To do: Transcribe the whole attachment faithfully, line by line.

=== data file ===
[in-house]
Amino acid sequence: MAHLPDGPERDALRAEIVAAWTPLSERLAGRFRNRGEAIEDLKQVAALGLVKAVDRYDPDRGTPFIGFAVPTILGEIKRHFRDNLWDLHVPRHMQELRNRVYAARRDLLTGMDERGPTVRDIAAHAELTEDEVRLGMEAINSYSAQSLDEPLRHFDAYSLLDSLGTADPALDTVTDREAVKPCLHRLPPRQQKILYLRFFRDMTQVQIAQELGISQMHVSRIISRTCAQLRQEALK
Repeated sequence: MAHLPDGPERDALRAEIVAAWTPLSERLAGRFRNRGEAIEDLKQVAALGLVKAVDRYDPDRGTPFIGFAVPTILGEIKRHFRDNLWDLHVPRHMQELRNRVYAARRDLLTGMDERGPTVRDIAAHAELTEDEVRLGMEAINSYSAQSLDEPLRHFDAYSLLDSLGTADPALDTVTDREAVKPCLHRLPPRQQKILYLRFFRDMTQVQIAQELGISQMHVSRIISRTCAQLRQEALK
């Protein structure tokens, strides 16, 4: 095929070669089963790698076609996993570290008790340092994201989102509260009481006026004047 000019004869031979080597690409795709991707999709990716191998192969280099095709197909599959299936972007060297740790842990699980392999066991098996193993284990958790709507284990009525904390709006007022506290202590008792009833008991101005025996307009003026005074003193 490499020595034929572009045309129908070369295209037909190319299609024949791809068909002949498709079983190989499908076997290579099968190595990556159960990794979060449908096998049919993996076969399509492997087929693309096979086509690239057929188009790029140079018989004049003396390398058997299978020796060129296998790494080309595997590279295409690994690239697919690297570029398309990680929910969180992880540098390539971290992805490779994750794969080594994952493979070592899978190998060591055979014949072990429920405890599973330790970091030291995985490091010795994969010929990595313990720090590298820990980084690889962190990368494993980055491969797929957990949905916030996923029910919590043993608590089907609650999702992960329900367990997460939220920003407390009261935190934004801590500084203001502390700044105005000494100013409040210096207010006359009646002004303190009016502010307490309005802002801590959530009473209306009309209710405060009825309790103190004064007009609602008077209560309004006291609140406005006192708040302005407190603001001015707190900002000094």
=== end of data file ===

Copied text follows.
[in-house]
Amino acid sequence: MAHLPDGPERDALRAEIVAAWTPLSERLAGRFRNRGEAIEDLKQVAALGLVKAVDRYDPDRGTPFIGFAVPTILGEIKRHFRDNLWDLHVPRHMQELRNRVYAARRDLLTGMDERGPTVRDIAAHAELTEDEVRLGMEAINSYSAQSLDEPLRHFDAYSLLDSLGTADPALDTVTDREAVKPCLHRLPPRQQKILYLRFFRDMTQVQIAQELGISQMHVSRIISRTCAQLRQEALK
Repeated sequence: MAHLPDGPERDALRAEIVAAWTPLSERLAGRFRNRGEAIEDLKQVAALGLVKAVDRYDPDRGTPFIGFAVPTILGEIKRHFRDNLWDLHVPRHMQELRNRVYAARRDLLTGMDERGPTVRDIAAHAELTEDEVRLGMEAINSYSAQSLDEPLRHFDAYSLLDSLGTADPALDTVTDREAVKPCLHRLPPRQQKILYLRFFRDMTQVQIAQELGISQMHVSRIISRTCAQLRQEALK
């Protein structure tokens, strides 16, 4: 095929070669089963790698076609996993570290008790340092994201989102509260009481006026004047 000019004869031979080597690409795709991707999709990716191998192969280099095709197909599959299936972007060297740790842990699980392999066991098996193993284990958790709507284990009525904390709006007022506290202590008792009833008991101005025996307009003026005074003193 490499020595034929572009045309129908070369295209037909190319299609024949791809068909002949498709079983190989499908076997290579099968190595990556159960990794979060449908096998049919993996076969399509492997087929693309096979086509690239057929188009790029140079018989004049003396390398058997299978020796060129296998790494080309595997590279295409690994690239697919690297570029398309990680929910969180992880540098390539971290992805490779994750794969080594994952493979070592899978190998060591055979014949072990429920405890599973330790970091030291995985490091010795994969010929990595313990720090590298820990980084690889962190990368494993980055491969797929957990949905916030996923029910919590043993608590089907609650999702992960329900367990997460939220920003407390009261935190934004801590500084203001502390700044105005000494100013409040210096207010006359009646002004303190009016502010307490309005802002801590959530009473209306009309209710405060009825309790103190004064007009609602008077209560309004006291609140406005006192708040302005407190603001001015707190900002000094």